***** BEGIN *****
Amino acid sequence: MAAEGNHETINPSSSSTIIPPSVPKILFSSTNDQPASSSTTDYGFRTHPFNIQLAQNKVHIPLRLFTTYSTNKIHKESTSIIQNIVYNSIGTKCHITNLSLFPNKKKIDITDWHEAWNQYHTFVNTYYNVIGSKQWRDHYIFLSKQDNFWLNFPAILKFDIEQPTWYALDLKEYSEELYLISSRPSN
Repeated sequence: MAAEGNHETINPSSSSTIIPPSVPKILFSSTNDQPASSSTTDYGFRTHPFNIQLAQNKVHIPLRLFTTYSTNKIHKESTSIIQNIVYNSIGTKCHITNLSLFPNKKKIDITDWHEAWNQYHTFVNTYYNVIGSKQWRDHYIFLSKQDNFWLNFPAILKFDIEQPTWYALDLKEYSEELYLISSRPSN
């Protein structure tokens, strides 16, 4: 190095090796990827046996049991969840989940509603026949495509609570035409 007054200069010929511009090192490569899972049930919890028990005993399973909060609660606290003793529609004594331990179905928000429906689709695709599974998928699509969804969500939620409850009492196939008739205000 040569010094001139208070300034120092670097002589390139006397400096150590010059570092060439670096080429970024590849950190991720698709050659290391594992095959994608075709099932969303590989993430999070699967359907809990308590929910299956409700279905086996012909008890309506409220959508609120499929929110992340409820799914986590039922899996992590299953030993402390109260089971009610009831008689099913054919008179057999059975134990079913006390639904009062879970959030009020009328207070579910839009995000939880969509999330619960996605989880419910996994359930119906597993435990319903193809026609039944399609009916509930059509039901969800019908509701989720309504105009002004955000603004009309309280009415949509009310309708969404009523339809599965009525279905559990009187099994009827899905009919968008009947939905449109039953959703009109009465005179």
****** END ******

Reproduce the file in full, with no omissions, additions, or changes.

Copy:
Amino acid sequence: MAAEGNHETINPSSSSTIIPPSVPKILFSSTNDQPASSSTTDYGFRTHPFNIQLAQNKVHIPLRLFTTYSTNKIHKESTSIIQNIVYNSIGTKCHITNLSLFPNKKKIDITDWHEAWNQYHTFVNTYYNVIGSKQWRDHYIFLSKQDNFWLNFPAILKFDIEQPTWYALDLKEYSEELYLISSRPSN
Repeated sequence: MAAEGNHETINPSSSSTIIPPSVPKILFSSTNDQPASSSTTDYGFRTHPFNIQLAQNKVHIPLRLFTTYSTNKIHKESTSIIQNIVYNSIGTKCHITNLSLFPNKKKIDITDWHEAWNQYHTFVNTYYNVIGSKQWRDHYIFLSKQDNFWLNFPAILKFDIEQPTWYALDLKEYSEELYLISSRPSN
């Protein structure tokens, strides 16, 4: 190095090796990827046996049991969840989940509603026949495509609570035409 007054200069010929511009090192490569899972049930919890028990005993399973909060609660606290003793529609004594331990179905928000429906689709695709599974998928699509969804969500939620409850009492196939008739205000 040569010094001139208070300034120092670097002589390139006397400096150590010059570092060439670096080429970024590849950190991720698709050659290391594992095959994608075709099932969303590989993430999070699967359907809990308590929910299956409700279905086996012909008890309506409220959508609120499929929110992340409820799914986590039922899996992590299953030993402390109260089971009610009831008689099913054919008179057999059975134990079913006390639904009062879970959030009020009328207070579910839009995000939880969509999330619960996605989880419910996994359930119906597993435990319903193809026609039944399609009916509930059509039901969800019908509701989720309504105009002004955000603004009309309280009415949509009310309708969404009523339809599965009525279905559990009187099994009827899905009919968008009947939905449109039953959703009109009465005179």